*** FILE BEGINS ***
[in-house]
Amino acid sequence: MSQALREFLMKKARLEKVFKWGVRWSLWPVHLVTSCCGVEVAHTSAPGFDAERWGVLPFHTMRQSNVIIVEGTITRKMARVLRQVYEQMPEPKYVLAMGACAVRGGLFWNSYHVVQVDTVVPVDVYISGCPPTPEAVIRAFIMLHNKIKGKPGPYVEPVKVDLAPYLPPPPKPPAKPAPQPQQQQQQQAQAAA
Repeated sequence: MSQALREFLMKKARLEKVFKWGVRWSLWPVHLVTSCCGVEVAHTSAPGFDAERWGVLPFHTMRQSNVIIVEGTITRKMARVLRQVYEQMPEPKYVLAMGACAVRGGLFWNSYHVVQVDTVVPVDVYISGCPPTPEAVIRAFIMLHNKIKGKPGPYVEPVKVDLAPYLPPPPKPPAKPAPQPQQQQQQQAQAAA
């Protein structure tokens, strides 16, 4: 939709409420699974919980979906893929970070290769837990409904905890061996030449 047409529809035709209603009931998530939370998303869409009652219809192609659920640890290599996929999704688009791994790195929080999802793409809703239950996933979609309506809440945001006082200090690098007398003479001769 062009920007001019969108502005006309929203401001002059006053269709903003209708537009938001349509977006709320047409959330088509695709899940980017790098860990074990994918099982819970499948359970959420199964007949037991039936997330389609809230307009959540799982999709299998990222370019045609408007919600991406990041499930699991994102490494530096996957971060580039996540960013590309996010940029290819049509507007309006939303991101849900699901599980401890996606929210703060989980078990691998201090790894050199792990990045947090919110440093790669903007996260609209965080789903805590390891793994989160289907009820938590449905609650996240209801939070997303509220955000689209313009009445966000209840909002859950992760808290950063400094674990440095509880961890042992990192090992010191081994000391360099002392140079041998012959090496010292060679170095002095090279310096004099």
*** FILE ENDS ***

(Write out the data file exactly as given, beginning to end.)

[in-house]
Amino acid sequence: MSQALREFLMKKARLEKVFKWGVRWSLWPVHLVTSCCGVEVAHTSAPGFDAERWGVLPFHTMRQSNVIIVEGTITRKMARVLRQVYEQMPEPKYVLAMGACAVRGGLFWNSYHVVQVDTVVPVDVYISGCPPTPEAVIRAFIMLHNKIKGKPGPYVEPVKVDLAPYLPPPPKPPAKPAPQPQQQQQQQAQAAA
Repeated sequence: MSQALREFLMKKARLEKVFKWGVRWSLWPVHLVTSCCGVEVAHTSAPGFDAERWGVLPFHTMRQSNVIIVEGTITRKMARVLRQVYEQMPEPKYVLAMGACAVRGGLFWNSYHVVQVDTVVPVDVYISGCPPTPEAVIRAFIMLHNKIKGKPGPYVEPVKVDLAPYLPPPPKPPAKPAPQPQQQQQQQAQAAA
């Protein structure tokens, strides 16, 4: 939709409420699974919980979906893929970070290769837990409904905890061996030449 047409529809035709209603009931998530939370998303869409009652219809192609659920640890290599996929999704688009791994790195929080999802793409809703239950996933979609309506809440945001006082200090690098007398003479001769 062009920007001019969108502005006309929203401001002059006053269709903003209708537009938001349509977006709320047409959330088509695709899940980017790098860990074990994918099982819970499948359970959420199964007949037991039936997330389609809230307009959540799982999709299998990222370019045609408007919600991406990041499930699991994102490494530096996957971060580039996540960013590309996010940029290819049509507007309006939303991101849900699901599980401890996606929210703060989980078990691998201090790894050199792990990045947090919110440093790669903007996260609209965080789903805590390891793994989160289907009820938590449905609650996240209801939070997303509220955000689209313009009445966000209840909002859950992760808290950063400094674990440095509880961890042992990192090992010191081994000391360099002392140079041998012959090496010292060679170095002095090279310096004099």